writing a book

When Vision Races Ahead of Execution

So a few days ago I told you a little secret. I'm working on a book. More accurately, I'm working on a book proposal which is the step before you work on a book. And I shared with you a few of my fears. More accurately, I shared with you a small fraction of my fears because if I shared all of them you would get bored and think I was a self indulgent nit-wit. Which most of the time, I am. But just around that same time, a friend of mine who understands the perils of making a living by making gave me a little gift. It was wrapped in brown paper and twine. It was a thin, rectangular package. It felt a little floppy. I knew it was a book. I just had no idea how it would bless me.

Art and Fear is a book by David Bayles and Ted Orland about how every single day artists everywhere are facing their fears. Some quit. Some don't. And that's the only thing that separates the successful from the unsuccessful. They write, "To survive as an artist requires confronting these troubles. Those who continue to make are those those who've learned how to continue—or more precisely, have learned how not to quit."

When I read that, I felt shored up. Encouraged. Because I know that I know how not to quit. During my two years with Teach for America, I called my mom (and then my husband) every single day crying that I wanted to quit. It was too hard. I wasn't making progress. The gains weren't worth the pain and the exhaustion and the sacrifice. But they helped me keep going. They taught me to continue. And now, in a job I love—I know the same must be true. I can't quit continuing.

david mcleod art

I spoke to a portrait artist a few weeks ago—and he said something that meant a lot to me then, but means even more to me now. In portrait art, in drawing, he said most people stop because they look at a picture they've drawn and say, "Oh, that's horrible!" But David says when he works with new artists, he uses that as fuel to keep them going. "If you can tell that it's not good," David says, "then you're capable of doing better."

This morning, I was reading Art and Fear, (my new morning ritual before pulling out my pen), and the author reiterated what David was trying to tell me. Together, they both hammered home the same idea: more often than not, our vision exceeds our execution. We can see something in our head that doesn't exist yet on paper. We can envision something on the screen that doesn't exist yet on film. We can hear something in our mind that hasn't ever been played.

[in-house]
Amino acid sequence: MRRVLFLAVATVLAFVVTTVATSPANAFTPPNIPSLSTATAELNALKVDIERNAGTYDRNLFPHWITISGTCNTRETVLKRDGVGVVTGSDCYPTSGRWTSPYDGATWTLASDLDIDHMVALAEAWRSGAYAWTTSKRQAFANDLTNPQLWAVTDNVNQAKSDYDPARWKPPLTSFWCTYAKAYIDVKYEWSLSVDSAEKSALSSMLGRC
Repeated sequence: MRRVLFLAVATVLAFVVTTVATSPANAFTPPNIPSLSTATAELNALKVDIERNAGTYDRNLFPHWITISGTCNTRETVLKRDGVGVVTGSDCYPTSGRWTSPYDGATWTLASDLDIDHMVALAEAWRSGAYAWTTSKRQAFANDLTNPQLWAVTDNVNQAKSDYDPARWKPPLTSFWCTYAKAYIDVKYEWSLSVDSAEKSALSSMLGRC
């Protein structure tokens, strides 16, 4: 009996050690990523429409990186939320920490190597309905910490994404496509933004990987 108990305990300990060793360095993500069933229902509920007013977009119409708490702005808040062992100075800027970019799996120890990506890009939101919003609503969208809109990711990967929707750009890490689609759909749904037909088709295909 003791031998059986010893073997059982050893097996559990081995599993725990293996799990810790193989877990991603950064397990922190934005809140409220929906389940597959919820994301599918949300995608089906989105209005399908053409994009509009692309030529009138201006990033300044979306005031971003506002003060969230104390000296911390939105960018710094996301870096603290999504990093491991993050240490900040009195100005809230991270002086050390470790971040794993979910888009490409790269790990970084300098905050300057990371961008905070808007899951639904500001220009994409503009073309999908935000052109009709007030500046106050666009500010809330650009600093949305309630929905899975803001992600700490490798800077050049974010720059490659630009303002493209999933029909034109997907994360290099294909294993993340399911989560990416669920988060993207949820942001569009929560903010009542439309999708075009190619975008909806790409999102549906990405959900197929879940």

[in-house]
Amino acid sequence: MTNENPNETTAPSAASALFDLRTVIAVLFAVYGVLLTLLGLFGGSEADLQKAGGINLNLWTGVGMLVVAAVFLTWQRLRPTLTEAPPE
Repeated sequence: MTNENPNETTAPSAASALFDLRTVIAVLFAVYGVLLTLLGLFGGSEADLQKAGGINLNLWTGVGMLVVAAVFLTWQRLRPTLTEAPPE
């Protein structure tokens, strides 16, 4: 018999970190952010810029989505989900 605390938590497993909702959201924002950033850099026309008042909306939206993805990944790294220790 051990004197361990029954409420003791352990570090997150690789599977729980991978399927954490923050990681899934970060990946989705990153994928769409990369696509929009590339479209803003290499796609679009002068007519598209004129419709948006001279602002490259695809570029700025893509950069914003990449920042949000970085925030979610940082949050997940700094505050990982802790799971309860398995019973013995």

That could drive us crazy, or it could drive us to the Ultimate Creator.

"Consider the story of a young student who began piano studies with a Master. After a few months' practice, he lamented to his teacher, 'But I can hear the music so much better in my head than I can get out of my fingers.' To which the Master replied, 'What makes you think that ever changes?'" Art and Fear, p. 14.

Perhaps we will always be plagued by this knowledge that what we create isn't exactly what we want to create. We desire better. We desire what is more beautiful. We desire what we see but can't attain.

And maybe that is on purpose. In those moments that I hear the story so much better in my head than I can get out of my fingers, I can be reminded that this three dimensional world is not the only one that exists. There also exists another dimension—the dimension where that thing that I see in my head, or hear in my ears, or feel in my soul—where that actually exists and breathes and sings. I believe God exists in both of those dimensions. He can see and create exactly what he sees. He did it with you. He did it with me.

And He's still creating.

"He who began a good work in you will carry it out to completion until the day of Christ Jesus." Philippians 1:6.

And if God's still creating—then I can keep creating too.